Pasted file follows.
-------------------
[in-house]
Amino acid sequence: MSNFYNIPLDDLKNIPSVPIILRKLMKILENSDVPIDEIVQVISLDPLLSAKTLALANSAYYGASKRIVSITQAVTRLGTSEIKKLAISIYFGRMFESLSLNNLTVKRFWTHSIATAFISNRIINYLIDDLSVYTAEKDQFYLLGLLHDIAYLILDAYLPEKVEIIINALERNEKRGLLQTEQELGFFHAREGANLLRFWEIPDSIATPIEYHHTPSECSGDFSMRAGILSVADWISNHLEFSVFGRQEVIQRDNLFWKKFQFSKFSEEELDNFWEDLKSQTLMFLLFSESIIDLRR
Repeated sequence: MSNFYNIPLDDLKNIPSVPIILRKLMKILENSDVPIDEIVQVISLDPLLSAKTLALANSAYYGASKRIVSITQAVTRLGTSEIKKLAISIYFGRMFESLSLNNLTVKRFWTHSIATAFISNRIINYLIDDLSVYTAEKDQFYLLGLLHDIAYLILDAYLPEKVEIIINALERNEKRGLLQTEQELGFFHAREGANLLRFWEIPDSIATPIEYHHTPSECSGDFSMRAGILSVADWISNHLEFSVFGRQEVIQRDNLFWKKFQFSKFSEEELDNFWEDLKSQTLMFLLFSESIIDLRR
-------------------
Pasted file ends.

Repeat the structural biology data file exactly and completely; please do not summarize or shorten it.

[in-house]
Amino acid sequence: MSNFYNIPLDDLKNIPSVPIILRKLMKILENSDVPIDEIVQVISLDPLLSAKTLALANSAYYGASKRIVSITQAVTRLGTSEIKKLAISIYFGRMFESLSLNNLTVKRFWTHSIATAFISNRIINYLIDDLSVYTAEKDQFYLLGLLHDIAYLILDAYLPEKVEIIINALERNEKRGLLQTEQELGFFHAREGANLLRFWEIPDSIATPIEYHHTPSECSGDFSMRAGILSVADWISNHLEFSVFGRQEVIQRDNLFWKKFQFSKFSEEELDNFWEDLKSQTLMFLLFSESIIDLRR
Repeated sequence: MSNFYNIPLDDLKNIPSVPIILRKLMKILENSDVPIDEIVQVISLDPLLSAKTLALANSAYYGASKRIVSITQAVTRLGTSEIKKLAISIYFGRMFESLSLNNLTVKRFWTHSIATAFISNRIINYLIDDLSVYTAEKDQFYLLGLLHDIAYLILDAYLPEKVEIIINALERNEKRGLLQTEQELGFFHAREGANLLRFWEIPDSIATPIEYHHTPSECSGDFSMRAGILSVADWISNHLEFSVFGRQEVIQRDNLFWKKFQFSKFSEEELDNFWEDLKSQTLMFLLFSESIIDLRR